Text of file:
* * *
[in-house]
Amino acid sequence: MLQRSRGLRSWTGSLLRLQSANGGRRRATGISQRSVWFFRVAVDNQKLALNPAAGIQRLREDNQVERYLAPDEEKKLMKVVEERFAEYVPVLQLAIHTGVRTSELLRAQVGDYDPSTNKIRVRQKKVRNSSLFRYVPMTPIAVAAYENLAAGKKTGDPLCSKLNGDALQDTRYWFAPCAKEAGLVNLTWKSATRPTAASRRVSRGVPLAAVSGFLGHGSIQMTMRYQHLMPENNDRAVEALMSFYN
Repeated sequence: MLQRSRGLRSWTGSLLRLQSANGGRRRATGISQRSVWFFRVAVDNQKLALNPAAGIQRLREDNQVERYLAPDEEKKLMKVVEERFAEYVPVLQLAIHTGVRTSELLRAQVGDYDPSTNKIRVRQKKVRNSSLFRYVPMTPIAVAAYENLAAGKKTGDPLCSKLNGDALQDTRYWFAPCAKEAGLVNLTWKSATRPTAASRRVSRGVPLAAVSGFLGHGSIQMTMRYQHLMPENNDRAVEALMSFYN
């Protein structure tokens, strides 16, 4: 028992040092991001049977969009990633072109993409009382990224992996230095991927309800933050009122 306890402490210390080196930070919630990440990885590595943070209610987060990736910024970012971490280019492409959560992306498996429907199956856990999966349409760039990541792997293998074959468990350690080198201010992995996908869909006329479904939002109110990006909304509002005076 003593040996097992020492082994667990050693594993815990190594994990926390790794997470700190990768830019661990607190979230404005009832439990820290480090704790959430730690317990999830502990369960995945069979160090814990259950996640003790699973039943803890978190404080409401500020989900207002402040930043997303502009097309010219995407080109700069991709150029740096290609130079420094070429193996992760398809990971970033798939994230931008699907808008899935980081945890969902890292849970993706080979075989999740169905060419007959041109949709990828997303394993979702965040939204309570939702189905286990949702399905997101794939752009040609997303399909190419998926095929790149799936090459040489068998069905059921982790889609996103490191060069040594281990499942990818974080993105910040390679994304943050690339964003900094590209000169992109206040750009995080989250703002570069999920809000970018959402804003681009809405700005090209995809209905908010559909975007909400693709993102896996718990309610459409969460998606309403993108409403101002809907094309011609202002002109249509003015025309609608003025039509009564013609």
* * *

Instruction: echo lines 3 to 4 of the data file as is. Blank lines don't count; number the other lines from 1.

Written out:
Repeated sequence: MLQRSRGLRSWTGSLLRLQSANGGRRRATGISQRSVWFFRVAVDNQKLALNPAAGIQRLREDNQVERYLAPDEEKKLMKVVEERFAEYVPVLQLAIHTGVRTSELLRAQVGDYDPSTNKIRVRQKKVRNSSLFRYVPMTPIAVAAYENLAAGKKTGDPLCSKLNGDALQDTRYWFAPCAKEAGLVNLTWKSATRPTAASRRVSRGVPLAAVSGFLGHGSIQMTMRYQHLMPENNDRAVEALMSFYN
């Protein structure tokens, strides 16, 4: 028992040092991001049977969009990633072109993409009382990224992996230095991927309800933050009122 306890402490210390080196930070919630990440990885590595943070209610987060990736910024970012971490280019492409959560992306498996429907199956856990999966349409760039990541792997293998074959468990350690080198201010992995996908869909006329479904939002109110990006909304509002005076 003593040996097992020492082994667990050693594993815990190594994990926390790794997470700190990768830019661990607190979230404005009832439990820290480090704790959430730690317990999830502990369960995945069979160090814990259950996640003790699973039943803890978190404080409401500020989900207002402040930043997303502009097309010219995407080109700069991709150029740096290609130079420094070429193996992760398809990971970033798939994230931008699907808008899935980081945890969902890292849970993706080979075989999740169905060419007959041109949709990828997303394993979702965040939204309570939702189905286990949702399905997101794939752009040609997303399909190419998926095929790149799936090459040489068998069905059921982790889609996103490191060069040594281990499942990818974080993105910040390679994304943050690339964003900094590209000169992109206040750009995080989250703002570069999920809000970018959402804003681009809405700005090209995809209905908010559909975007909400693709993102896996718990309610459409969460998606309403993108409403101002809907094309011609202002002109249509003015025309609608003025039509009564013609």